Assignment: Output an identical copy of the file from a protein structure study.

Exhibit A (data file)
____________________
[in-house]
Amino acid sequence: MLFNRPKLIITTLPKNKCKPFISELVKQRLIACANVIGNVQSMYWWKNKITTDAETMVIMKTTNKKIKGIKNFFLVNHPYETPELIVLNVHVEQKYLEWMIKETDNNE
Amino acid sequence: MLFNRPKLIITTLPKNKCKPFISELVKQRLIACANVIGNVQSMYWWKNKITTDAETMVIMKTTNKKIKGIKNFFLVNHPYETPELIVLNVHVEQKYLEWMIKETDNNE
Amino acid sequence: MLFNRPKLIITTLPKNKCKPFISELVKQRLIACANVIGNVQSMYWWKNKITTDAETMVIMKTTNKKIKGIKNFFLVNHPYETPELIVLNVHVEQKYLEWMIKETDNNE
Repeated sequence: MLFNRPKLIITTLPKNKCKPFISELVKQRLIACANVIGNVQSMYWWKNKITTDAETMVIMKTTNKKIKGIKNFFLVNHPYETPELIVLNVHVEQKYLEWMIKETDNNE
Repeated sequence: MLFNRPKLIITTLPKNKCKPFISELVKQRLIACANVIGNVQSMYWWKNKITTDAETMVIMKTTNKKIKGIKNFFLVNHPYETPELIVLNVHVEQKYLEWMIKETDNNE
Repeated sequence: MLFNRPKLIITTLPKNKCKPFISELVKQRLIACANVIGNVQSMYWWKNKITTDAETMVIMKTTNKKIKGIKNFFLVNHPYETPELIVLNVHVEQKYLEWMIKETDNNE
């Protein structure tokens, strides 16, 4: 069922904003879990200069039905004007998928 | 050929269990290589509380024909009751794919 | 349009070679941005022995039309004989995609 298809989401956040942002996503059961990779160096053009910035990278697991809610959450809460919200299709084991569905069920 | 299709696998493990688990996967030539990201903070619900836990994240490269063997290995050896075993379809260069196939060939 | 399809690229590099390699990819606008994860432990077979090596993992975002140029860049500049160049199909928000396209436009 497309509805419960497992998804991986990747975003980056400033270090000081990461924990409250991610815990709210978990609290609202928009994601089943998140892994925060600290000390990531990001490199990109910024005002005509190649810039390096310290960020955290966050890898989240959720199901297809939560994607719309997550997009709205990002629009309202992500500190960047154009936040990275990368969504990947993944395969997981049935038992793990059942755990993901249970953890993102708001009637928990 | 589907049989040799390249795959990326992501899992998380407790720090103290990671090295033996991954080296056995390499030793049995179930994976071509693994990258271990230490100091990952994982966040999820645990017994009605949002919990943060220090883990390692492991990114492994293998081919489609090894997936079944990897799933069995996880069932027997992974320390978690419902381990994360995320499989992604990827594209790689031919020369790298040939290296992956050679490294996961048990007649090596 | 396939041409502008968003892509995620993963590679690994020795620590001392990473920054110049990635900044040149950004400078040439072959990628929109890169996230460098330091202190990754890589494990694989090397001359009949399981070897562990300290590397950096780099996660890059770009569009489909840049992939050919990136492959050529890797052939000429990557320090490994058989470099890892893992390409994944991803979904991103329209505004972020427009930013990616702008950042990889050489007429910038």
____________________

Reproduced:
[in-house]
Amino acid sequence: MLFNRPKLIITTLPKNKCKPFISELVKQRLIACANVIGNVQSMYWWKNKITTDAETMVIMKTTNKKIKGIKNFFLVNHPYETPELIVLNVHVEQKYLEWMIKETDNNE
Amino acid sequence: MLFNRPKLIITTLPKNKCKPFISELVKQRLIACANVIGNVQSMYWWKNKITTDAETMVIMKTTNKKIKGIKNFFLVNHPYETPELIVLNVHVEQKYLEWMIKETDNNE
Amino acid sequence: MLFNRPKLIITTLPKNKCKPFISELVKQRLIACANVIGNVQSMYWWKNKITTDAETMVIMKTTNKKIKGIKNFFLVNHPYETPELIVLNVHVEQKYLEWMIKETDNNE
Repeated sequence: MLFNRPKLIITTLPKNKCKPFISELVKQRLIACANVIGNVQSMYWWKNKITTDAETMVIMKTTNKKIKGIKNFFLVNHPYETPELIVLNVHVEQKYLEWMIKETDNNE
Repeated sequence: MLFNRPKLIITTLPKNKCKPFISELVKQRLIACANVIGNVQSMYWWKNKITTDAETMVIMKTTNKKIKGIKNFFLVNHPYETPELIVLNVHVEQKYLEWMIKETDNNE
Repeated sequence: MLFNRPKLIITTLPKNKCKPFISELVKQRLIACANVIGNVQSMYWWKNKITTDAETMVIMKTTNKKIKGIKNFFLVNHPYETPELIVLNVHVEQKYLEWMIKETDNNE
């Protein structure tokens, strides 16, 4: 069922904003879990200069039905004007998928 | 050929269990290589509380024909009751794919 | 349009070679941005022995039309004989995609 298809989401956040942002996503059961990779160096053009910035990278697991809610959450809460919200299709084991569905069920 | 299709696998493990688990996967030539990201903070619900836990994240490269063997290995050896075993379809260069196939060939 | 399809690229590099390699990819606008994860432990077979090596993992975002140029860049500049160049199909928000396209436009 497309509805419960497992998804991986990747975003980056400033270090000081990461924990409250991610815990709210978990609290609202928009994601089943998140892994925060600290000390990531990001490199990109910024005002005509190649810039390096310290960020955290966050890898989240959720199901297809939560994607719309997550997009709205990002629009309202992500500190960047154009936040990275990368969504990947993944395969997981049935038992793990059942755990993901249970953890993102708001009637928990 | 589907049989040799390249795959990326992501899992998380407790720090103290990671090295033996991954080296056995390499030793049995179930994976071509693994990258271990230490100091990952994982966040999820645990017994009605949002919990943060220090883990390692492991990114492994293998081919489609090894997936079944990897799933069995996880069932027997992974320390978690419902381990994360995320499989992604990827594209790689031919020369790298040939290296992956050679490294996961048990007649090596 | 396939041409502008968003892509995620993963590679690994020795620590001392990473920054110049990635900044040149950004400078040439072959990628929109890169996230460098330091202190990754890589494990694989090397001359009949399981070897562990300290590397950096780099996660890059770009569009489909840049992939050919990136492959050529890797052939000429990557320090490994058989470099890892893992390409994944991803979904991103329209505004972020427009930013990616702008950042990889050489007429910038």